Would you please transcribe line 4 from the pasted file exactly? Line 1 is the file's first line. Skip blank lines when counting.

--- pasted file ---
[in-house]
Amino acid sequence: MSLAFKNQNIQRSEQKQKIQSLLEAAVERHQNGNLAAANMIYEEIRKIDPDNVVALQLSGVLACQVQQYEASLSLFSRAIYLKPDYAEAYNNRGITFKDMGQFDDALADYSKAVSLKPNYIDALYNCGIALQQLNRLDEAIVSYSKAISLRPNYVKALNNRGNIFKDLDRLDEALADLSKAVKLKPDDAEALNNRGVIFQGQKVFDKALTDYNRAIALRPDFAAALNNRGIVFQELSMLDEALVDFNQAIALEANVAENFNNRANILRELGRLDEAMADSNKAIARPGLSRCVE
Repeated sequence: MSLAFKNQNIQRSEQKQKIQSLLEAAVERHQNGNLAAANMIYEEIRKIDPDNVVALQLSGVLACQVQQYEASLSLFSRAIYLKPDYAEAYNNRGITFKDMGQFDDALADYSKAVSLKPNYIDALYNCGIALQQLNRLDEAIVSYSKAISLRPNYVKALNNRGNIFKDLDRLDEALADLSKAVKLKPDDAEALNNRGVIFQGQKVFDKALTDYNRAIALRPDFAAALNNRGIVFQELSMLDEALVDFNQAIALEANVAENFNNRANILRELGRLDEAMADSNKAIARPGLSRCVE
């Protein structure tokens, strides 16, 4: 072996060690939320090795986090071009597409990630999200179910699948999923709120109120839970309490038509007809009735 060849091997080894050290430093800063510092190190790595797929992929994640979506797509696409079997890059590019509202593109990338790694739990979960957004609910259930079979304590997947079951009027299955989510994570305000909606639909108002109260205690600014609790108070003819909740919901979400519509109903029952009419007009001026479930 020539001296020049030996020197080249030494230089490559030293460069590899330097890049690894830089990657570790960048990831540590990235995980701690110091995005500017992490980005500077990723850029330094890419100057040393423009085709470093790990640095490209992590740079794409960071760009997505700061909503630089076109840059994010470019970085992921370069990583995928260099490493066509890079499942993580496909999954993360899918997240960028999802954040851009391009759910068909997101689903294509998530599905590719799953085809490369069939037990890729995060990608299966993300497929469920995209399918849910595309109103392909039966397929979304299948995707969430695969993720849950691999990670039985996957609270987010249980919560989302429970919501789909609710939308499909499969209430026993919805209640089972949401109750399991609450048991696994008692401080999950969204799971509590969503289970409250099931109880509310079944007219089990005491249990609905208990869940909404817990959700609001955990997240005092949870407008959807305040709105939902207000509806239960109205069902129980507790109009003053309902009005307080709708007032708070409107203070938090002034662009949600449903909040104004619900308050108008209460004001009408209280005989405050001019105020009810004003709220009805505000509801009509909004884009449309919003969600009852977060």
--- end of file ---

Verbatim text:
């Protein structure tokens, strides 16, 4: 072996060690939320090795986090071009597409990630999200179910699948999923709120109120839970309490038509007809009735 060849091997080894050290430093800063510092190190790595797929992929994640979506797509696409079997890059590019509202593109990338790694739990979960957004609910259930079979304590997947079951009027299955989510994570305000909606639909108002109260205690600014609790108070003819909740919901979400519509109903029952009419007009001026479930 020539001296020049030996020197080249030494230089490559030293460069590899330097890049690894830089990657570790960048990831540590990235995980701690110091995005500017992490980005500077990723850029330094890419100057040393423009085709470093790990640095490209992590740079794409960071760009997505700061909503630089076109840059994010470019970085992921370069990583995928260099490493066509890079499942993580496909999954993360899918997240960028999802954040851009391009759910068909997101689903294509998530599905590719799953085809490369069939037990890729995060990608299966993300497929469920995209399918849910595309109103392909039966397929979304299948995707969430695969993720849950691999990670039985996957609270987010249980919560989302429970919501789909609710939308499909499969209430026993919805209640089972949401109750399991609450048991696994008692401080999950969204799971509590969503289970409250099931109880509310079944007219089990005491249990609905208990869940909404817990959700609001955990997240005092949870407008959807305040709105939902207000509806239960109205069902129980507790109009003053309902009005307080709708007032708070409107203070938090002034662009949600449903909040104004619900308050108008209460004001009408209280005989405050001019105020009810004003709220009805505000509801009509909004884009449309919003969600009852977060």